Rewarding work: making a positive contribution at work as a facilitator to EWL [32] UK Making a positive contribution to the organisation was seen by many respondents as a driver for continuing working. No gender differences were found in relation to this particular response, although women talked about social drivers to extending working life whereas men did not.
[35] The Netherlands Higher levels of challenge at work were associated with an increasing chance of EWL. No gender differences were reported.
Negative or ageist attitudes act as a barrier to EWL [30] UK Ageism in the workplace was identified by participants in relation being seen as an ‘easy target’ (p.500) in relation to redundancy and, generally, a lack of equal opportunity. There were no particular differences found in relation to ageism.
[32] UK Although older workers were shown to have positive views of themselves as ‘fitter, healthier, more capable and sustainable’ (p.92), this was incongruent with others’ views, which acted as a barrier to EWL. No gendered differences were found in respect of ageist attitudes.
[36] Denmark Perceived ‘ageism’ and ‘lack of recognition’ were all significant for men but not for women (p. 441). Ageism in particular showed stronger associations in men with plans for retiring than females. Women were shown to retire earlier than males overall.
[35] The Netherlands Workplace norms and supervisors’ attitudes shape older workers’ retirement intentions. No gender differences were reported.
Support from management to EWL [35] The Netherlands Perceived support from management was positively associated with planned retirement age. No gender differences were reported.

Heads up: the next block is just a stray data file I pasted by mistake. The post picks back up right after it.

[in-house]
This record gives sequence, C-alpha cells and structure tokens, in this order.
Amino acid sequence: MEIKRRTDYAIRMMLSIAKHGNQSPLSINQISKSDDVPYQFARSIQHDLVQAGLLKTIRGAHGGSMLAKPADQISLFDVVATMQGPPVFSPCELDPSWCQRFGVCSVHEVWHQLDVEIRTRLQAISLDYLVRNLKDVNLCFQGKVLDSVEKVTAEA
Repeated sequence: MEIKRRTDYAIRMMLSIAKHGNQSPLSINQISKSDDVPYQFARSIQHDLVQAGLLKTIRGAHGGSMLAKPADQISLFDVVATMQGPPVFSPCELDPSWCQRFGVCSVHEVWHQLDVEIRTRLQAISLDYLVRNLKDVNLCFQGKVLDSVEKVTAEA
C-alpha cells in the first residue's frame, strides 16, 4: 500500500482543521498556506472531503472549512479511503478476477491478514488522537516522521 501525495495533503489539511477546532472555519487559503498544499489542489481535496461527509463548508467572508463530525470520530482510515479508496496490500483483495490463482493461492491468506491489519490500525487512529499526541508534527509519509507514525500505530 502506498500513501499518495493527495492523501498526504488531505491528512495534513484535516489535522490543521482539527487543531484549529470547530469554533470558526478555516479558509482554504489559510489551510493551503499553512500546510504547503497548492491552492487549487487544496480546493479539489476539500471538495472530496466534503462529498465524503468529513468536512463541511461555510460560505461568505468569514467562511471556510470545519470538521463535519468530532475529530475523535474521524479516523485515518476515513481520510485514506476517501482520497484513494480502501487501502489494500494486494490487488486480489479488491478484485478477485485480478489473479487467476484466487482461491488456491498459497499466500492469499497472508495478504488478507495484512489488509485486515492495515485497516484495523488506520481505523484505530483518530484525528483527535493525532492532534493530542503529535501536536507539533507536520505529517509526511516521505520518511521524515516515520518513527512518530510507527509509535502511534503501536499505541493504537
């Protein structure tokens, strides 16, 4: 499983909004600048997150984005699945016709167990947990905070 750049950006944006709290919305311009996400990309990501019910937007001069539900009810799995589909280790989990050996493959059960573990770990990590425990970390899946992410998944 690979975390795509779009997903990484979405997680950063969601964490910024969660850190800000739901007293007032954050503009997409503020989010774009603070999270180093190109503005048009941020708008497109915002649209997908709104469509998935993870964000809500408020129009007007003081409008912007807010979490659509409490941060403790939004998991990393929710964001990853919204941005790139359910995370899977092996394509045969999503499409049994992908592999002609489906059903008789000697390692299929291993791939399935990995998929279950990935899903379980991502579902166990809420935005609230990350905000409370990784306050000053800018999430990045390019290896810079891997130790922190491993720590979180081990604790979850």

Flexible conditions as a facilitator to EWL [39] Germany Older workers had a preference for flexible working conditions such as reduced hours, working from home, control over hours as a facilitator to planned EWL. No gender differences were cited for flexible working conditions.
Working hours satisfaction as a facilitator to EWL [38] Denmark Increasing working hours and working hours satisfaction increases planned retirement age. The number of working hours increases retirement age for men, but there was no significant difference between men and women.
Workplace size: smaller organisations are perceived as having more flexibility and choice to EWL [40] Germany, UK and Japan Those in smaller organisations have more choice and more likely to EWL, although they tend to involuntary exit for reasons of ill health. Organisation size impacted on both genders.
[30] UK Larger organisations were viewed as being less willing to promote older workers. Both men and women talked about workplace size.
[39] Germany The smaller the organisation the more likely participants were willing continue employment post retirement age. No gender differences were cited in respect of the organisation size.